in "Q Who?" the Borg do actually cut through the Enterprise and kill a chunk of crewmen.
No, they cut into the Enterprise
and take a core sample of the ship. The fact that there are people in that core sample is of no concern to them. They're doing it to study the technology.
(At least, that's the evident intent in "Q Who." In more recent novels from Pocket Books, taking the later retcons about the Borg into account, it was established that the 18 Enterprise
crew members in that section of the ship were assimilated. One of them is a character in my TNG novel Greater Than the Sum
The Borg also are stated to have more or less genocided Guinan's people in the same episode.
No, because genocide implies the conscious intent to destroy a race. The Borg assimilated the technology of Guinan's world; the people just happened to be in the way. That's the "Q Who" version of the Borg -- they pose a threat to living beings only through disinterest in their existence. They leave you alone as long as you don't get in their way, and if you are in their way, they'll steamroll right over you without even noticing.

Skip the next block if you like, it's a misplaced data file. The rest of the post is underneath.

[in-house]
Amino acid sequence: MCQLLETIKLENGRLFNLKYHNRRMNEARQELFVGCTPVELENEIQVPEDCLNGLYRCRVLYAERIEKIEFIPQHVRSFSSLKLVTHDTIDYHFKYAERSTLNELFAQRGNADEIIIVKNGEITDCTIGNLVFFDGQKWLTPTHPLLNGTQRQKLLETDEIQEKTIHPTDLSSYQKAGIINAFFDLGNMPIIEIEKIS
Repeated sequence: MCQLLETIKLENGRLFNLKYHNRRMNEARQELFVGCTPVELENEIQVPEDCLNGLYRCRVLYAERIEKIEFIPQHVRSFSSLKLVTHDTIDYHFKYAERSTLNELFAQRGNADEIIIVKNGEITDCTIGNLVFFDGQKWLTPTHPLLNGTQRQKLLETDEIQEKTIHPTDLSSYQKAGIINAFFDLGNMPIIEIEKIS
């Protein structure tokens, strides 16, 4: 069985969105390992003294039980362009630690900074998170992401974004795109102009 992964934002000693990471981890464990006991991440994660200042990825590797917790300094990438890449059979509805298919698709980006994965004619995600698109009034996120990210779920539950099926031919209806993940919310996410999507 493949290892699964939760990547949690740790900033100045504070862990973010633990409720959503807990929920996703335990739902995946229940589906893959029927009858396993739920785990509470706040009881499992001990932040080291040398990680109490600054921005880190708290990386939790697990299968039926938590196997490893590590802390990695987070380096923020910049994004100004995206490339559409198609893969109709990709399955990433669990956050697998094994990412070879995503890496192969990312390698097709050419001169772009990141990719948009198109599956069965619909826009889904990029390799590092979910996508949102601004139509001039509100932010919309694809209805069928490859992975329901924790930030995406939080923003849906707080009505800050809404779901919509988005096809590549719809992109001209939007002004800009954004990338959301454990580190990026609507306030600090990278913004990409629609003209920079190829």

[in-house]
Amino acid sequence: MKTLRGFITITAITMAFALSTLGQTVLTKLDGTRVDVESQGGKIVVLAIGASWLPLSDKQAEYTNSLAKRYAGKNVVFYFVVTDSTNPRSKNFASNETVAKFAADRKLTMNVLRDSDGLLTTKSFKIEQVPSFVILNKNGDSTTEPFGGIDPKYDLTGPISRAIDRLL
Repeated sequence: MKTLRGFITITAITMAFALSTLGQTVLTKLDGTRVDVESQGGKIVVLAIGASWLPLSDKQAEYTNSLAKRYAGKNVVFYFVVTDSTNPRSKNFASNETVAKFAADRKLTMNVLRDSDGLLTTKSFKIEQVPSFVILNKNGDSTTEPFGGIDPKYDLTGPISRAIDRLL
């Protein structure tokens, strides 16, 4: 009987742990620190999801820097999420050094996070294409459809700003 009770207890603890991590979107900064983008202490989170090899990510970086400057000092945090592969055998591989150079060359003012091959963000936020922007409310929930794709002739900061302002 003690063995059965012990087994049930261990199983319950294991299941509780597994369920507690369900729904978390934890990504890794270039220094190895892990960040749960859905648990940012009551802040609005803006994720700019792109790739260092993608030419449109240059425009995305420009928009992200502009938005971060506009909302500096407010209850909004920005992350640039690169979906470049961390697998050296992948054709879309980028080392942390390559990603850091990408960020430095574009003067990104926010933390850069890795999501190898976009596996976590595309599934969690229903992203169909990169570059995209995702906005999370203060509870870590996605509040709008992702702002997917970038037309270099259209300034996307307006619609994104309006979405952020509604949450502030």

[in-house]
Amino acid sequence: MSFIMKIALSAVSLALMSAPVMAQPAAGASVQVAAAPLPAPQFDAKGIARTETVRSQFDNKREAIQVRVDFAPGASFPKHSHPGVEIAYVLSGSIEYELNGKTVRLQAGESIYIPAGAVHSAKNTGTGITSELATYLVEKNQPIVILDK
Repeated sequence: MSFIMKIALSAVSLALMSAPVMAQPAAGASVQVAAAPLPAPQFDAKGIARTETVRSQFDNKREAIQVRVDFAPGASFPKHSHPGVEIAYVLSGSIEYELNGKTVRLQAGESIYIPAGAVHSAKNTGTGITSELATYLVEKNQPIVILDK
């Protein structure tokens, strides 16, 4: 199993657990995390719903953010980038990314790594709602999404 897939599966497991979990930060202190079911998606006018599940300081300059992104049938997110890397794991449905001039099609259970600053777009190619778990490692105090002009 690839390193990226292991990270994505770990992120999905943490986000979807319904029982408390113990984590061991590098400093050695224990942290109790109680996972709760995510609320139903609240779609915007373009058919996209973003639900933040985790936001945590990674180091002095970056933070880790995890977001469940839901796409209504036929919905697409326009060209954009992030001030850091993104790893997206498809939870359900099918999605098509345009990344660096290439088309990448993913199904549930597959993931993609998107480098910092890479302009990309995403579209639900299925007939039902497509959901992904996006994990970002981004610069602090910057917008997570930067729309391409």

A Borg civilization which desires your technology and will take it and also wipe our your race in the process is something you can tell more than one story about.
Sure, and you can tell more than one story about getting hit by a hurricane or a tsunami, but it would get repetitive after a while. All you can really do there is tell stories about the victims and survivors, because those are the characters. But the writers of TNG and VGR decided that wasn't enough. They decided they wanted to give the Borg a face and a voice so they could write about them on more of a character level, rather than just writing about people affected by the Borg. Did they absolutely have
to do that? No. Writers of fiction rarely "have" to do anything, except keep writing. There's always more than one possible choice to make. But the choice they did make was one that had understandable dramatic reasons behind it. Turning a faceless foe into a more personified foe broadens the story possibilities.
And it's not an unprecedented decision. Terry Nation did the same thing with the Daleks of Doctor Who
when he introduced Davros, their creator. He felt that Dalek stories had grown stale, so he added a villain with more personality to bring something fresh to the concept. And Stargate SG-1
did it too, when they introduced the humanoid Replicators after several seasons' worth of "metal bug" Replicators. It's a natural impulse for storytellers to want to tell stories about people rather than things.
And in the sense of being a faceless menace that cannot be negotiated with and will kill you, the Borg resemble zombies enough for the purpose of the analogy.
Not the analogy I was making.